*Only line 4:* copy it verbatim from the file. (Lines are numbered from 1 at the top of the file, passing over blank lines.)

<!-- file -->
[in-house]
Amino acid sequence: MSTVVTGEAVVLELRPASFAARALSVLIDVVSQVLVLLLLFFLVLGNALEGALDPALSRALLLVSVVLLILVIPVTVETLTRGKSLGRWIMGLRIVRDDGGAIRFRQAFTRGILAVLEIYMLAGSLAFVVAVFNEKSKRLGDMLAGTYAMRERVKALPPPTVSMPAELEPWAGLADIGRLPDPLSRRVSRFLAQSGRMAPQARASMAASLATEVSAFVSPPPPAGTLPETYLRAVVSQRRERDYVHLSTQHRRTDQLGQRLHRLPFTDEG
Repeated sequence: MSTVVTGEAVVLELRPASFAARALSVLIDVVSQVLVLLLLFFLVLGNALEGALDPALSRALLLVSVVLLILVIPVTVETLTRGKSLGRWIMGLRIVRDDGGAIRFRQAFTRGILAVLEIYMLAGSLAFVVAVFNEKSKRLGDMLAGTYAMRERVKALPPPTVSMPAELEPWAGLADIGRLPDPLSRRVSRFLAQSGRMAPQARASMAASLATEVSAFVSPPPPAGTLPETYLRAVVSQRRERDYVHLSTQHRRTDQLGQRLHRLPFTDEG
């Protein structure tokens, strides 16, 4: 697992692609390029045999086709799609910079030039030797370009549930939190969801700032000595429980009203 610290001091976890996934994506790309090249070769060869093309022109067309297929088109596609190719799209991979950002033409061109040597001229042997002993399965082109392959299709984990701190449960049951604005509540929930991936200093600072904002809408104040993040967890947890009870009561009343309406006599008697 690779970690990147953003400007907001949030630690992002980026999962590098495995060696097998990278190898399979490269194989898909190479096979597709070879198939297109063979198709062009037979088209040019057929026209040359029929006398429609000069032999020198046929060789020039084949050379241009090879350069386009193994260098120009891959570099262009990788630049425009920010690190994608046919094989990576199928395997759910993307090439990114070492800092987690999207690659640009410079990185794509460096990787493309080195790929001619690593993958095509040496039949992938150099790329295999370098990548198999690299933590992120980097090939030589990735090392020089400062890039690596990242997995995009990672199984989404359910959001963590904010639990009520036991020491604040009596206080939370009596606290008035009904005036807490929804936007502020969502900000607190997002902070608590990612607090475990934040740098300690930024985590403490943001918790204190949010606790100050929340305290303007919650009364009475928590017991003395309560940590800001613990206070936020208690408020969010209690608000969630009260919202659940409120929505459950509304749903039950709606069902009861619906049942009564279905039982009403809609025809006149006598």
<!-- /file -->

């Protein structure tokens, strides 16, 4: 697992692609390029045999086709799609910079030039030797370009549930939190969801700032000595429980009203 610290001091976890996934994506790309090249070769060869093309022109067309297929088109596609190719799209991979950002033409061109040597001229042997002993399965082109392959299709984990701190449960049951604005509540929930991936200093600072904002809408104040993040967890947890009870009561009343309406006599008697 690779970690990147953003400007907001949030630690992002980026999962590098495995060696097998990278190898399979490269194989898909190479096979597709070879198939297109063979198709062009037979088209040019057929026209040359029929006398429609000069032999020198046929060789020039084949050379241009090879350069386009193994260098120009891959570099262009990788630049425009920010690190994608046919094989990576199928395997759910993307090439990114070492800092987690999207690659640009410079990185794509460096990787493309080195790929001619690593993958095509040496039949992938150099790329295999370098990548198999690299933590992120980097090939030589990735090392020089400062890039690596990242997995995009990672199984989404359910959001963590904010639990009520036991020491604040009596206080939370009596606290008035009904005036807490929804936007502020969502900000607190997002902070608590990612607090475990934040740098300690930024985590403490943001918790204190949010606790100050929340305290303007919650009364009475928590017991003395309560940590800001613990206070936020208690408020969010209690608000969630009260919202659940409120929505459950509304749903039950709606069902009861619906049942009564279905039982009403809609025809006149006598």